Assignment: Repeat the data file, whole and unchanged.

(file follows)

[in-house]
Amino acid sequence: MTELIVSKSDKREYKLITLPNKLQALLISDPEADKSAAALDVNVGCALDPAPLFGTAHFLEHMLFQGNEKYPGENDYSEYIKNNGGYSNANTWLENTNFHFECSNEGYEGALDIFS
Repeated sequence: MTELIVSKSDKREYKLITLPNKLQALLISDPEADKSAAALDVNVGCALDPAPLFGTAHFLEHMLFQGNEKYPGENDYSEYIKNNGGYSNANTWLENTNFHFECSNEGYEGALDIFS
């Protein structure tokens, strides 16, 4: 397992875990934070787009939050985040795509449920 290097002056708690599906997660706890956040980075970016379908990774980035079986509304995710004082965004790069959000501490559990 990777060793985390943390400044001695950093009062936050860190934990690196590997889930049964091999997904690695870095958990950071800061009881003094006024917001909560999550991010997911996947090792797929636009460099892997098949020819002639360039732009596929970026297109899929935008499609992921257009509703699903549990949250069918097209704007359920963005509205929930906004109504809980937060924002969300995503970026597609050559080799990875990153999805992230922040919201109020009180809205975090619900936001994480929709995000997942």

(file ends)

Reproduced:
[in-house]
Amino acid sequence: MTELIVSKSDKREYKLITLPNKLQALLISDPEADKSAAALDVNVGCALDPAPLFGTAHFLEHMLFQGNEKYPGENDYSEYIKNNGGYSNANTWLENTNFHFECSNEGYEGALDIFS
Repeated sequence: MTELIVSKSDKREYKLITLPNKLQALLISDPEADKSAAALDVNVGCALDPAPLFGTAHFLEHMLFQGNEKYPGENDYSEYIKNNGGYSNANTWLENTNFHFECSNEGYEGALDIFS
């Protein structure tokens, strides 16, 4: 397992875990934070787009939050985040795509449920 290097002056708690599906997660706890956040980075970016379908990774980035079986509304995710004082965004790069959000501490559990 990777060793985390943390400044001695950093009062936050860190934990690196590997889930049964091999997904690695870095958990950071800061009881003094006024917001909560999550991010997911996947090792797929636009460099892997098949020819002639360039732009596929970026297109899929935008499609992921257009509703699903549990949250069918097209704007359920963005509205929930906004109504809980937060924002969300995503970026597609050559080799990875990153999805992230922040919201109020009180809205975090619900936001994480929709995000997942």